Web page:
One Recruiting Environment, Two Different Outcomes for Army and Marine Corps

Gen. Randy A. George delivers the oath of enlistment
Gen. Randy A. George, Vice Chief of Staff of the Army, delivers the oath of enlistment to 20 U.S. Army, U.S. Navy and U.S. Marine Corps recruits at the Baltimore MEPS, 12th BN, U.S. Military Entrance Processing Station Command, located on Fort Meade, Wednesday, July 19, 2023. (U.S. Army photo by Gloriann Martint)

As the military services compete for an ever-shrinking pool of eligible recruits, some are faring better than others.

The Army and Marine Corps are set to fall on opposite sides of what has become a recruiting crisis as enlistment estimates roll in this week and the fiscal year comes to a close on Oct. 1.

The Army is expected to end up roughly 10,000 recruits short of its goal to bring in 65,000 new active-duty soldiers, according to a service official with direct knowledge of the situation. Meanwhile, the Marine Corps has met its recruitment goals for fiscal year 2023, Gen. Eric Smith, the service's newly confirmed commandant, announced Thursday.

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"It's a difficult environment right now," Maj. Gen. Johnny Davis, commander of the Army Recruiting Command, told in August. "I feel good about going into 2024; we're seeing some positive momentum. Everyone is also competing for these young men and women. We want the very best to serve; we're competing for them."

The services are facing one of the toughest recruiting times in many years, caused partly by high employment rates and a shrinking pool of eligible Americans. Roughly 23% of 17- to 24-year-olds are eligible to serve, and that issue has gotten more dire due to rising obesity and falling academic scores.

The Army is not alone in its floundering. reported earlier this month that the Air Force will fall about 10% short of its intended goal; the last time the air service fell short of its enlistment target was 1999. The Navy also expects to fall short by 6,000 sailors.

While the Army did not meet its active-duty recruiting goals this year, it fared better than last year when it missed a recruiting goal of 60,000 new soldiers by 15,000.

Some of that can be attributed to the service's new Future Soldier Preparatory Course, which takes applicants who do not meet academic or body fat standards for the Army. About 10,000 soldiers who otherwise would be not eligible to serve have completed the course and moved on to boot camp since August 2022.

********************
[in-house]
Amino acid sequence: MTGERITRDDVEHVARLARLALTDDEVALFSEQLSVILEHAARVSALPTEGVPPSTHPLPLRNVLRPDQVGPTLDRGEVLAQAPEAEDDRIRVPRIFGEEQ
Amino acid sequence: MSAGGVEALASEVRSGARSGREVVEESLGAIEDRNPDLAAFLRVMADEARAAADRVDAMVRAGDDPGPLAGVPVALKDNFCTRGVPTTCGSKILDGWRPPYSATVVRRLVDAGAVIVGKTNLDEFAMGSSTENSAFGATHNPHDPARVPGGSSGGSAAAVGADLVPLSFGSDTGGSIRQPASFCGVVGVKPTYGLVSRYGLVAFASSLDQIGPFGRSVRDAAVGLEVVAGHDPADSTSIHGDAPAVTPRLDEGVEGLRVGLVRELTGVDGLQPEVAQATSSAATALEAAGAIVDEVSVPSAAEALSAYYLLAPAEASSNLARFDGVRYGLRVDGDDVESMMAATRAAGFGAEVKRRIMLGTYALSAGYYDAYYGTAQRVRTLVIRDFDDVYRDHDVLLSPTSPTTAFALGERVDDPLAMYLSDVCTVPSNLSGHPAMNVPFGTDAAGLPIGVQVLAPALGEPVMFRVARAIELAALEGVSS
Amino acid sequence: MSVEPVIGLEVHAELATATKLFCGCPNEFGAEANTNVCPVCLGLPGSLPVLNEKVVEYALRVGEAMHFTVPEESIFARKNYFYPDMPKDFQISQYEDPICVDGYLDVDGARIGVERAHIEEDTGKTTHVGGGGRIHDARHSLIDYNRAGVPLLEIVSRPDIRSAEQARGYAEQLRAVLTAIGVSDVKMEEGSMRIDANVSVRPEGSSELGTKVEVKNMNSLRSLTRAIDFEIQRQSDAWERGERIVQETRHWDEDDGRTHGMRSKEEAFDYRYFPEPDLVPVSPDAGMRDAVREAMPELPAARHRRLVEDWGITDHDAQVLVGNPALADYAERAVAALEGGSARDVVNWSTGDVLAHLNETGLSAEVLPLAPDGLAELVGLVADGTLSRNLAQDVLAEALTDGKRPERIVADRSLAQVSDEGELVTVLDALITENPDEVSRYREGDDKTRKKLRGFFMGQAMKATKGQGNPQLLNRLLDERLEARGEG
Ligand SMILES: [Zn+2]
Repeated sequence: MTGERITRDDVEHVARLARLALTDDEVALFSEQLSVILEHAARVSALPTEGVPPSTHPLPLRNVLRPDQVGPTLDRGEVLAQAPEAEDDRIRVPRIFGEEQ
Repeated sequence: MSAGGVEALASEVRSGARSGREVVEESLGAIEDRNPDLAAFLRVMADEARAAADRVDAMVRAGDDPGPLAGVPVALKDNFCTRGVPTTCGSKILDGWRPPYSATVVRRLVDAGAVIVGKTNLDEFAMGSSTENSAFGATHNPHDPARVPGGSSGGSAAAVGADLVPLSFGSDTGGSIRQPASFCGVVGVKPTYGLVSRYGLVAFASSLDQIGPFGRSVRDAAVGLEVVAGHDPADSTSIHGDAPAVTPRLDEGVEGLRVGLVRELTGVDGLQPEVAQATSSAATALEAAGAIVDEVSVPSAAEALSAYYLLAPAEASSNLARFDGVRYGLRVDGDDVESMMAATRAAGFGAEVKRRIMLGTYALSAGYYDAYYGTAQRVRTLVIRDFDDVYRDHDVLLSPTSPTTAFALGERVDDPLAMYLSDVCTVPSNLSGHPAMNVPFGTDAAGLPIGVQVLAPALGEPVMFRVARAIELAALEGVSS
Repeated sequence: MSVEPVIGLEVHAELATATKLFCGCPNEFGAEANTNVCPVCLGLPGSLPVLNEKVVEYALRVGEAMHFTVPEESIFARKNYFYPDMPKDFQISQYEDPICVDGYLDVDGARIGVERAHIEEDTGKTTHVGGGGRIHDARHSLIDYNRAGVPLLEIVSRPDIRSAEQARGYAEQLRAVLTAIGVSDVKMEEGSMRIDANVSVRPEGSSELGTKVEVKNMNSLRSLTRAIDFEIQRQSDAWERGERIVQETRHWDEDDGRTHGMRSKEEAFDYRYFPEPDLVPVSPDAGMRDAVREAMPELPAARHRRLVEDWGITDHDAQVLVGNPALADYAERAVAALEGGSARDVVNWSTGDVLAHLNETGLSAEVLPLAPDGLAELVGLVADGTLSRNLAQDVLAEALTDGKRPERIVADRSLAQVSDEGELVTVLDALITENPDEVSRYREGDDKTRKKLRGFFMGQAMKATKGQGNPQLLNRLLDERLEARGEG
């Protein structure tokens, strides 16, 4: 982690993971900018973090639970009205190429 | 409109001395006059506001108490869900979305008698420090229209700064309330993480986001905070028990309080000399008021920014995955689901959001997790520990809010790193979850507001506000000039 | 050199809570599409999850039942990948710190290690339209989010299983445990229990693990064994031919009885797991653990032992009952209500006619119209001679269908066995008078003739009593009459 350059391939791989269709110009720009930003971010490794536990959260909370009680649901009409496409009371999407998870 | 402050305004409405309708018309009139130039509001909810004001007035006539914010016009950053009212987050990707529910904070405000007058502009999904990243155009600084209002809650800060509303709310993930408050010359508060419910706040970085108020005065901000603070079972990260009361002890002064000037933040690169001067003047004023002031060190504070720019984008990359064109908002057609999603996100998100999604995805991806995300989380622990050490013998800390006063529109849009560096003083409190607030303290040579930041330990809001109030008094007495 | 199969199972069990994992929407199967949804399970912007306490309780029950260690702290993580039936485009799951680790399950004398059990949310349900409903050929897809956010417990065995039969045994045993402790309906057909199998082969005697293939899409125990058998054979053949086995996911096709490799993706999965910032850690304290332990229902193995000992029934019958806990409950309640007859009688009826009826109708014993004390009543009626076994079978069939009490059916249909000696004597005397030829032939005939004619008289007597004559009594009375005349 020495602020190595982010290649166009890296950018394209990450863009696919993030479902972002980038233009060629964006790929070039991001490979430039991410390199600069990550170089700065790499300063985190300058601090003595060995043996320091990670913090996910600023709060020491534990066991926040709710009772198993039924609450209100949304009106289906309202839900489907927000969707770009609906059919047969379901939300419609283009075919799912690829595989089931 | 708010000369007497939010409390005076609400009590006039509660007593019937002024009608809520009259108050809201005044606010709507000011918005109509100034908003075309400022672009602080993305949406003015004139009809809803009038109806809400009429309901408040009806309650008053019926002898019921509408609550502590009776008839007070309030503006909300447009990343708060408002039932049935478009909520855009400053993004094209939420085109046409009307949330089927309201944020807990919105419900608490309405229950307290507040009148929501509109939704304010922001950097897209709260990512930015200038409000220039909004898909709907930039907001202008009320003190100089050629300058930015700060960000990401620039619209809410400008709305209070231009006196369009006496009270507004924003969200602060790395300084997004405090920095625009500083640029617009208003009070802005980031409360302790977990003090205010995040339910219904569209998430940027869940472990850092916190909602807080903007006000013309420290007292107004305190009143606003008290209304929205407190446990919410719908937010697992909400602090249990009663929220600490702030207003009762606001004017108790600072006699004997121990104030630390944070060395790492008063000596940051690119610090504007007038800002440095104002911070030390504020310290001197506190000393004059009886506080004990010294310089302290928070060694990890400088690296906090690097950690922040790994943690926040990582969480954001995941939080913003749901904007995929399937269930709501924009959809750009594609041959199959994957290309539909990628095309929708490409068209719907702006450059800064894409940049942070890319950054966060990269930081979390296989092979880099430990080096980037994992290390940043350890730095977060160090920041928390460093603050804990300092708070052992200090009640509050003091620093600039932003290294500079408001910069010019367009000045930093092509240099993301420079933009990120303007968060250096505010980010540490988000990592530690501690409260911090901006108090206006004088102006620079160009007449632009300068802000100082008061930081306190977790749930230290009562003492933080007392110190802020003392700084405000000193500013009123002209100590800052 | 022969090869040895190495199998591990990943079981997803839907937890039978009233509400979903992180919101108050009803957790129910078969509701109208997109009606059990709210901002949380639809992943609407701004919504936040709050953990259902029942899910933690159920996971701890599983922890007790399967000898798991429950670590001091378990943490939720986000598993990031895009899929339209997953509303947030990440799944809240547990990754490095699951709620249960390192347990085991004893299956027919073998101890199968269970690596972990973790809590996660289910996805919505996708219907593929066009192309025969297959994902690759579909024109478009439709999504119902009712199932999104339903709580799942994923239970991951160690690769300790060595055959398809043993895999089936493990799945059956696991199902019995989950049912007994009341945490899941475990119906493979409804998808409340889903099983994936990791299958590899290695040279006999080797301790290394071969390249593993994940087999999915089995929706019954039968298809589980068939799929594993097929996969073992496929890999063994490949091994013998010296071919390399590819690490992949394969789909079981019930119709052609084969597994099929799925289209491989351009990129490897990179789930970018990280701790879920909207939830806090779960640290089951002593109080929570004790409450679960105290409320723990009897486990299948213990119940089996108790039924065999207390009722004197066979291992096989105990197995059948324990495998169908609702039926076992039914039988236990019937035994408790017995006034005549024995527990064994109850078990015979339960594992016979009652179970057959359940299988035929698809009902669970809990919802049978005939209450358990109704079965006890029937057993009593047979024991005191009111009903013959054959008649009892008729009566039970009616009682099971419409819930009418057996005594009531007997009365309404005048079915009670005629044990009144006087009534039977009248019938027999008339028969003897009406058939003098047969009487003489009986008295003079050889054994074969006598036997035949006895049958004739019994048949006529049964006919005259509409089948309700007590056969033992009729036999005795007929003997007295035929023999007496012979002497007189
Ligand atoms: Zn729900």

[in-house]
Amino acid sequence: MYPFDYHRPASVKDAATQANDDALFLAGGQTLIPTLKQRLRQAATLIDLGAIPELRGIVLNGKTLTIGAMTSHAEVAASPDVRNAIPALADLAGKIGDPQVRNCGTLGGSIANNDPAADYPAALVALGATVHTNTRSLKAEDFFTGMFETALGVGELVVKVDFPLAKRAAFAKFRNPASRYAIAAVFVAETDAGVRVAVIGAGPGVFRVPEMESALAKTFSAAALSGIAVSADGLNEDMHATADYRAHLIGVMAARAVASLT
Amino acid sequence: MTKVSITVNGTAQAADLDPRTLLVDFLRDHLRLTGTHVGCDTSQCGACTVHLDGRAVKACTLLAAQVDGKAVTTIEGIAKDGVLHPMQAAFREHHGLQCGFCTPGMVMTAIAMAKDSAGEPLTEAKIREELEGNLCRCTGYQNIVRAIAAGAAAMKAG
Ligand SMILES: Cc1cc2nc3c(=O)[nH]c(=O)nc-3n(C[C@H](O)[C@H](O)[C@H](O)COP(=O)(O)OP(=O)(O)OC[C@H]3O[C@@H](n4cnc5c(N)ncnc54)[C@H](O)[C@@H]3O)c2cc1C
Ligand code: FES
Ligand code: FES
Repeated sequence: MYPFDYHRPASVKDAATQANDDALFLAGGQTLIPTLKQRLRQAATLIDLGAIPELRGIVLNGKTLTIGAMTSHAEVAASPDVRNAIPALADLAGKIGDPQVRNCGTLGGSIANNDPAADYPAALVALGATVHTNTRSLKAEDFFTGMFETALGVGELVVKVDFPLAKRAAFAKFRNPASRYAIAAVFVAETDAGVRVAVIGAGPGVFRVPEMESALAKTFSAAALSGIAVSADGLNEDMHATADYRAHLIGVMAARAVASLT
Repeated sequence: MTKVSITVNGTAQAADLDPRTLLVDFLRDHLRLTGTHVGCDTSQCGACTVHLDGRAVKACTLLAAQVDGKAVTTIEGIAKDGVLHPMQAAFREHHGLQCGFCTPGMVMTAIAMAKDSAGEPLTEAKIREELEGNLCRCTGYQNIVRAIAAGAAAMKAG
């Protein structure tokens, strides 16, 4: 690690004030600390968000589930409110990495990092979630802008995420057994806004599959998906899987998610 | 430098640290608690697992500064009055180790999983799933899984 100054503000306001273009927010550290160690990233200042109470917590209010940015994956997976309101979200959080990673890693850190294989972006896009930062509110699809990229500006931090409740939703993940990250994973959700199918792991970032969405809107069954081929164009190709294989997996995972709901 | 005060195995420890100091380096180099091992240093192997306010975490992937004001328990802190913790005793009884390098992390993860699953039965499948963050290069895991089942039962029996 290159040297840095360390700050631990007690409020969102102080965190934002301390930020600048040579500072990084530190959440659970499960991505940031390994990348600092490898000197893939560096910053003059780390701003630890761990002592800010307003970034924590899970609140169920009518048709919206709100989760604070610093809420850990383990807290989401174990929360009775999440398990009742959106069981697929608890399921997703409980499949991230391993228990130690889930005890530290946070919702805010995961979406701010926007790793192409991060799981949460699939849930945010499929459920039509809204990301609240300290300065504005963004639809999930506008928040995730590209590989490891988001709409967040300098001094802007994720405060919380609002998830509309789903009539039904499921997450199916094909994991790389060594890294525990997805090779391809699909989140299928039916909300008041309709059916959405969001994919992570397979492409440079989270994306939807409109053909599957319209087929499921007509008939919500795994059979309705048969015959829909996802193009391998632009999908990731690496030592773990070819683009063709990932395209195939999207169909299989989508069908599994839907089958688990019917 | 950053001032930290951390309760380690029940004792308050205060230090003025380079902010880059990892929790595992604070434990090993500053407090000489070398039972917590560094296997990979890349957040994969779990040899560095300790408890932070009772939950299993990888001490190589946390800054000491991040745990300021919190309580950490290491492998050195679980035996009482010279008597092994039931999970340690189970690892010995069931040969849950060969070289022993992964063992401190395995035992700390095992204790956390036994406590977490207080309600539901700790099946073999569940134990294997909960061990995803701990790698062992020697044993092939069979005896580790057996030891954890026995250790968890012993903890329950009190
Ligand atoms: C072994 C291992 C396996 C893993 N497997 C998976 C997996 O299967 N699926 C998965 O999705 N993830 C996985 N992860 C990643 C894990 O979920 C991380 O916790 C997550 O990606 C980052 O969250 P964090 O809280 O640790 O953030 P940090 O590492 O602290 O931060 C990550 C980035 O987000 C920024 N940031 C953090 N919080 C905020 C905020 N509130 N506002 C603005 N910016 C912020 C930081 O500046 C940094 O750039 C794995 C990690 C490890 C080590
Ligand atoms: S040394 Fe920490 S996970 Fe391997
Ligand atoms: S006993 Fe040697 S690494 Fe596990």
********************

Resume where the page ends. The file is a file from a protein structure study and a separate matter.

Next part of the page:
Davis said recruiters have been back in public schools after the pandemic shut them out, providing valuable access to young Americans as other recruiting areas, mostly shopping malls, have become less relevant.

The Army also offered historically high enlistment bonuses of up to $50,000 for jobs that are becoming especially difficult to fill, such as Special Forces, tankers and medics, according to service data reviewed by

Army Secretary Christine Wormuth recently signaled the service will be making some changes and upgrades to its recruiting apparatus.

"We do need to make more profound changes," Wormuth said during a panel at the Center for Strategic and International Studies think tank in Washington, D.C., last week. She stopped short of providing specifics and said announcements will come soon.

Meanwhile, as the Army and other branches struggle with recruiting, the Marine Corps successfully hit its enlisted, officer, active and reserve accessions this year, though not without significant effort.

"I'm mindful of how challenging an environment this is and want to publicly give credit to our professional recruiters and all our Marines who uphold our rigorous standards 24/7. They are setting the example," Smith, commandant of the Marine Corps, said Thursday in a post on X, formerly known as Twitter.

In January, the Marine Corps announced thousands in cash bonuses to encourage recruiters to extend three-year duty assignments by up to 12 months amid the recruiting uncertainty.

Last year, the service only made its recruitment goal by eight Marines. It also tapped into its delayed entry program, a system that allows the Corps to stack its shipment of recruits in an efficient way and better forecast shortfalls.

According to the Associated Press, it did not have to dip into the delayed entry program this year.

The service is holding off on announcing the number of recruits, according to one senior Marine Corps official. Some recruits who ship out may not make it through boot camp, affecting the final count.

The last recruits to ship out for the year did so earlier this week, the official said, so the service expects to have final numbers by Oct. 15.

-- Steve Beynon can be reached at Follow him on X @StevenBeynon.

-- Drew F. Lawrence can be reached at Follow him on X @df_lawrence.

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